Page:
We have all sat through many presentations in our professional lives. Unfortunately, far too many of them are “less than awesome.”
Unfortunately, we see some specific failures over and over. In other words, the wrong things are repeated by those who aren’t thinking or don’t know any better.
Here are eight things that you have probably heard in many presentations, and which aren’t worth repeating:
“You probably can’t read this but…” OK, if we can’t read it, why are you showing it to us? Usually because you didn’t take time to create a legible slide or image. Unfortunately, this phrase is often followed by the presenter turning toward the screen and fumbling to make a point for the too full, too busy, ineffective slide. If you don’t think we will be able to see it, fix it.
“As you can clearly see…” Usually when people say this, we can’t “clearly see.” You have provided a chart or graph to make a valuable point, and you are intimately aware of the point, and how the slide shows it. We are seeing the slide for the first time. Help us “clearly see” by explaining your artwork so we can be moved by your point.
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“I didn’t really have time to prepare but…” If you tell me that, you have just informed me this is going to be painful, and my time isn’t important to you—and neither of these things set you up to succeed. Maybe you aren’t as well prepared as you should be. If that is true, do your best, don’t tell us, and remember the pain so that next time you will be prepared.
“Wow, I know I am out of time, but let me go through these last 15 slides quickly.” Really? How much of the rest of this are we going to retain or care about? (And we don’t believe it will be quick, either.) The time to realize you are behind isn’t when someone is waving their arms at you or making slashing motions across their throat to get your attention. Again, preparation will prevent this in most cases. Knowing how long it takes you will help you adjust on the fly. Questions or conversations might have you running long—and remember it isn’t about your slides; it is about your message. Do everything you can to make sure your key points are made, regardless of how many slides might be left.
“I have a lot of information to cover, so let me get started.” This is the kiss of death. When we hear this as your audience, we are expecting to be bored, and we know you have your focus in the wrong place. Look up the word “cover” in a thesaurus and you will find synonyms like bury, obscure, and hide. When people open with, “I have lots to cover,” you can be sure that the information won’t be clear. The next time you feel like you have too much to cover, get out your scalpel. Decide what the audience most needs to be successful, and cut everything else out.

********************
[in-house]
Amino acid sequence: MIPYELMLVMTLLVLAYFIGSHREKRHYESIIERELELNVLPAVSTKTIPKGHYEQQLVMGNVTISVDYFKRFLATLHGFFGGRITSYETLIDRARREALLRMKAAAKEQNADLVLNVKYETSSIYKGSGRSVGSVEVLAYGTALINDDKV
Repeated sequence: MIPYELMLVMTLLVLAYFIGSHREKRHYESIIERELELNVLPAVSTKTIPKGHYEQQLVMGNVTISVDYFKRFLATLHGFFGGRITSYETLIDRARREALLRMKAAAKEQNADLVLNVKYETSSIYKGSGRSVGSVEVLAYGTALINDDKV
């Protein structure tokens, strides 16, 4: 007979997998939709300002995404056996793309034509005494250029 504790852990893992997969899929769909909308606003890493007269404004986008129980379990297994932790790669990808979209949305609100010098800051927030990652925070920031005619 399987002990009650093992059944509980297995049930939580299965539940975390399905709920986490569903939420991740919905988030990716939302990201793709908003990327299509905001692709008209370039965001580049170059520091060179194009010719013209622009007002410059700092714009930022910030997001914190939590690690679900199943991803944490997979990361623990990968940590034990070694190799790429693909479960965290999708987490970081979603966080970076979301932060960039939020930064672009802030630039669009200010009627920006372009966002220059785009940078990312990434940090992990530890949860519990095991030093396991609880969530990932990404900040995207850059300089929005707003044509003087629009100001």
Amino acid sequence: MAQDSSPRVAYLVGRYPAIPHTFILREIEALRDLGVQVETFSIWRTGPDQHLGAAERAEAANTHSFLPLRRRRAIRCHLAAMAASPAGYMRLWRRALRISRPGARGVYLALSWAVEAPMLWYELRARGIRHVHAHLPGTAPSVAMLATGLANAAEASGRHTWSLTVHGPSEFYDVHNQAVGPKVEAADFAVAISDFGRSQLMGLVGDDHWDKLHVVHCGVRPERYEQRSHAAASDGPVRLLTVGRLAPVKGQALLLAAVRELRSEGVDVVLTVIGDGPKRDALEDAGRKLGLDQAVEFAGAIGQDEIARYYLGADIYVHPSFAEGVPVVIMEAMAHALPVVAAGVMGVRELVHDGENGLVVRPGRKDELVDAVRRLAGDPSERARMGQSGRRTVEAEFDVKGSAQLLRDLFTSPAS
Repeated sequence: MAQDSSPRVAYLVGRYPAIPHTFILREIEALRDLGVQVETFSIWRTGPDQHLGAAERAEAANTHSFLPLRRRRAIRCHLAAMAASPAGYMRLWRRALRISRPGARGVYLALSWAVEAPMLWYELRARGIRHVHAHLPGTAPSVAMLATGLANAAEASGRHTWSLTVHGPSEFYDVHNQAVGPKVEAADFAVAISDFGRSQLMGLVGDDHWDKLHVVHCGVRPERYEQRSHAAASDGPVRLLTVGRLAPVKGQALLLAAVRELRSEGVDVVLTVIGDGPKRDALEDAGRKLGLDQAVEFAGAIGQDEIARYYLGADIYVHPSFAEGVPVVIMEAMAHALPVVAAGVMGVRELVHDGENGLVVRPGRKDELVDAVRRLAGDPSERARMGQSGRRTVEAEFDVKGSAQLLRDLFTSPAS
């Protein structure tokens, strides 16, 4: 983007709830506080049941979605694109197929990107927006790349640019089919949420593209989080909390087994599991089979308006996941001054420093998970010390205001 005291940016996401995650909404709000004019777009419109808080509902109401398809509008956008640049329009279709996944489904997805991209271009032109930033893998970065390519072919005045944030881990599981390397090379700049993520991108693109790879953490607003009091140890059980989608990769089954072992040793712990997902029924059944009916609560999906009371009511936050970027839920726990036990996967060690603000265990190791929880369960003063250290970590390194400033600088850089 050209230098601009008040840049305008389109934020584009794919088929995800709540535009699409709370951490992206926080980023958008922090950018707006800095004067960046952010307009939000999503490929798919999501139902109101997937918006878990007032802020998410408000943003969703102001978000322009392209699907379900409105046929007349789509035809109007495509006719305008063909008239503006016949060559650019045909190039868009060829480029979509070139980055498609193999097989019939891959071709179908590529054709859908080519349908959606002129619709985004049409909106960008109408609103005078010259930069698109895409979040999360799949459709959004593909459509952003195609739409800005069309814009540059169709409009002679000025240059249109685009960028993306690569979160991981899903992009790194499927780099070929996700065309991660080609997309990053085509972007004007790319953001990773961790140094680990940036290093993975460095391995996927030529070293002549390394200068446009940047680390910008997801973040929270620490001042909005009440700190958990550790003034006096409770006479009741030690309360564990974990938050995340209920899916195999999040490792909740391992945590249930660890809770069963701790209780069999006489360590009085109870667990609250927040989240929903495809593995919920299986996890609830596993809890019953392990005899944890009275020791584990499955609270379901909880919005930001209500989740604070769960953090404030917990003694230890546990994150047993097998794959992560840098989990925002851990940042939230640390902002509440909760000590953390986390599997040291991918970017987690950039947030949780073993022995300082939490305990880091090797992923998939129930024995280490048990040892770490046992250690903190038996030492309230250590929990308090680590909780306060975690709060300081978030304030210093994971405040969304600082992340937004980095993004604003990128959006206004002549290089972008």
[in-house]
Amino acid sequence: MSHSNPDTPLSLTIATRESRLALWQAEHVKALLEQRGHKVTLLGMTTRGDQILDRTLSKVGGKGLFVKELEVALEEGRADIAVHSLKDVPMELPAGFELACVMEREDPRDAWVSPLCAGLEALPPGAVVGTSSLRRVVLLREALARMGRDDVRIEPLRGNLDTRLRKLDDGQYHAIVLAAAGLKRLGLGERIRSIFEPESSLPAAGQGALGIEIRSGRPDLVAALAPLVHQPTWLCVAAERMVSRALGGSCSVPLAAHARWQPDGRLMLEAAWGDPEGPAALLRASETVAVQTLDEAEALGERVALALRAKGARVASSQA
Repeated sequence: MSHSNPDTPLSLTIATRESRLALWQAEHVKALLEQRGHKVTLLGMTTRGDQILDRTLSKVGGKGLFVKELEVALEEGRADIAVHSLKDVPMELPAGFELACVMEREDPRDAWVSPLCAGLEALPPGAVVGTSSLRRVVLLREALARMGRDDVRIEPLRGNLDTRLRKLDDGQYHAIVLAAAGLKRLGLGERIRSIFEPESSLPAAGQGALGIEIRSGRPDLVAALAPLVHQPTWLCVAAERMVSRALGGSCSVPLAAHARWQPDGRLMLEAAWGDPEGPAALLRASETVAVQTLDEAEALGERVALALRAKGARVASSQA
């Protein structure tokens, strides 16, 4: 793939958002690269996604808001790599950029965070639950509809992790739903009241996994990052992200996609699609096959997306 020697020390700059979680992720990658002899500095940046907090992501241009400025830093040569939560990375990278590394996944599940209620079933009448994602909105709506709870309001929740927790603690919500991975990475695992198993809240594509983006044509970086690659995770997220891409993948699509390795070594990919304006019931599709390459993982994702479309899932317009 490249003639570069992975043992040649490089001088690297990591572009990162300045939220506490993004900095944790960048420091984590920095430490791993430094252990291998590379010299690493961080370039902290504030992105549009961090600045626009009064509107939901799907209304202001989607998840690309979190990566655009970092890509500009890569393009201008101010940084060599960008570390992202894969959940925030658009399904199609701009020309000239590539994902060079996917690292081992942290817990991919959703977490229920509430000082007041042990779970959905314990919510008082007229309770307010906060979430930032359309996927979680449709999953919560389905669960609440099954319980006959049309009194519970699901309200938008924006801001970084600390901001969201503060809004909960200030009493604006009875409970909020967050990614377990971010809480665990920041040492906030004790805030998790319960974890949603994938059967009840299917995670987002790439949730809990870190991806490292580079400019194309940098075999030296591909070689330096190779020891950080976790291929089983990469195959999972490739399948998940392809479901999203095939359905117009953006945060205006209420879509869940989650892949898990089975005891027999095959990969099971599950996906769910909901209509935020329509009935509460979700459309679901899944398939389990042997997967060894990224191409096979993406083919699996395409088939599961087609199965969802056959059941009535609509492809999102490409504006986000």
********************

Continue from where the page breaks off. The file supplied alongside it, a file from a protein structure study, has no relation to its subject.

“I’m sorry for the technical difficulties.” Yeah, so are we. Usually, though not always, they could have been avoided if you would have done your homework and checked out your equipment before the meeting/presentation started. Why didn’t you? When it truly is unavoidable, rather than getting flustered, immediately focus on your group and how you can get going—even if it is without your technology. (If possible, have someone else fix it while you get started.)
“Does anyone have a laser pointer?” (Or, “I’m not sure how this clicker works. “) Did you feel your eyes roll when you read those words? We are in your audience, ready to listen to you. The least you can do is be prepared enough to have your pointer or have tried out the clicker ahead of time.
“Any questions?” There is nothing truly wrong with this question, except when it is always asked—which is after you are already finished (and everyone knows it). Though there is much I could say about this (and will in another post), the short answer is this: When you ask for questions at the end, you either don’t get any, or the ones you get aren’t focused on the most important points in your talk. You want to close strong, making your most important points in your most persuasive way. That will never happen during a random Q&A. Ask for questions early and often, and not only as the last thing you do.
Maybe these are little things, and perhaps they are, but it is the little things that communicate much about us; and if we want our message received by others, we want every possible thing in our favor.
I have tried to keep this light, and even a bit humorous. Remember that it is only humorous to you because you’ve seen these things before and you know they don’t make for successful communication.
A version of this article first appeared on Kevin Eikenberry.